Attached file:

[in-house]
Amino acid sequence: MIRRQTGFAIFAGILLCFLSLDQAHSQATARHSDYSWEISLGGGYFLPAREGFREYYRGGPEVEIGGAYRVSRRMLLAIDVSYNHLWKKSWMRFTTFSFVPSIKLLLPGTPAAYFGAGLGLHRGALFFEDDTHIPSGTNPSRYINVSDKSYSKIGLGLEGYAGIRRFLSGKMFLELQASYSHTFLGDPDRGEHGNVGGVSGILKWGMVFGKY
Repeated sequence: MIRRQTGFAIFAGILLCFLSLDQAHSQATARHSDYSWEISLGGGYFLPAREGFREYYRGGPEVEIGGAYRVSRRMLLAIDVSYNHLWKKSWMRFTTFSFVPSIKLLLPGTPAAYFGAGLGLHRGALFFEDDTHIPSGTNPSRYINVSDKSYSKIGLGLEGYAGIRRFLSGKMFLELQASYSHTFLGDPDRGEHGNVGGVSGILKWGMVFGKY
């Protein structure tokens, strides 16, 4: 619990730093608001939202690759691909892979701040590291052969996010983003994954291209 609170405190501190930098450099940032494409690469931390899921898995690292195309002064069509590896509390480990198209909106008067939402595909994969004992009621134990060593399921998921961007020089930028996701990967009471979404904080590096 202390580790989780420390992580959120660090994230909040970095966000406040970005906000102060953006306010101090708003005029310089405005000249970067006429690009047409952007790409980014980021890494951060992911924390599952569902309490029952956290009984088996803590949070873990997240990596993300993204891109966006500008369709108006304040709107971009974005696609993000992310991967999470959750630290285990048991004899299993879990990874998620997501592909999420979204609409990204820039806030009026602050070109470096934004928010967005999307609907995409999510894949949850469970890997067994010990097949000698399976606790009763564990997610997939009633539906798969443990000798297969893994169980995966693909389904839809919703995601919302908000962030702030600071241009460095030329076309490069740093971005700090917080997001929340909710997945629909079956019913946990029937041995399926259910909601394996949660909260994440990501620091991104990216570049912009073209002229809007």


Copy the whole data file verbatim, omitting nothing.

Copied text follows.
[in-house]
Amino acid sequence: MIRRQTGFAIFAGILLCFLSLDQAHSQATARHSDYSWEISLGGGYFLPAREGFREYYRGGPEVEIGGAYRVSRRMLLAIDVSYNHLWKKSWMRFTTFSFVPSIKLLLPGTPAAYFGAGLGLHRGALFFEDDTHIPSGTNPSRYINVSDKSYSKIGLGLEGYAGIRRFLSGKMFLELQASYSHTFLGDPDRGEHGNVGGVSGILKWGMVFGKY
Repeated sequence: MIRRQTGFAIFAGILLCFLSLDQAHSQATARHSDYSWEISLGGGYFLPAREGFREYYRGGPEVEIGGAYRVSRRMLLAIDVSYNHLWKKSWMRFTTFSFVPSIKLLLPGTPAAYFGAGLGLHRGALFFEDDTHIPSGTNPSRYINVSDKSYSKIGLGLEGYAGIRRFLSGKMFLELQASYSHTFLGDPDRGEHGNVGGVSGILKWGMVFGKY
């Protein structure tokens, strides 16, 4: 619990730093608001939202690759691909892979701040590291052969996010983003994954291209 609170405190501190930098450099940032494409690469931390899921898995690292195309002064069509590896509390480990198209909106008067939402595909994969004992009621134990060593399921998921961007020089930028996701990967009471979404904080590096 202390580790989780420390992580959120660090994230909040970095966000406040970005906000102060953006306010101090708003005029310089405005000249970067006429690009047409952007790409980014980021890494951060992911924390599952569902309490029952956290009984088996803590949070873990997240990596993300993204891109966006500008369709108006304040709107971009974005696609993000992310991967999470959750630290285990048991004899299993879990990874998620997501592909999420979204609409990204820039806030009026602050070109470096934004928010967005999307609907995409999510894949949850469970890997067994010990097949000698399976606790009763564990997610997939009633539906798969443990000798297969893994169980995966693909389904839809919703995601919302908000962030702030600071241009460095030329076309490069740093971005700090917080997001929340909710997945629909079956019913946990029937041995399926259910909601394996949660909260994440990501620091991104990216570049912009073209002229809007």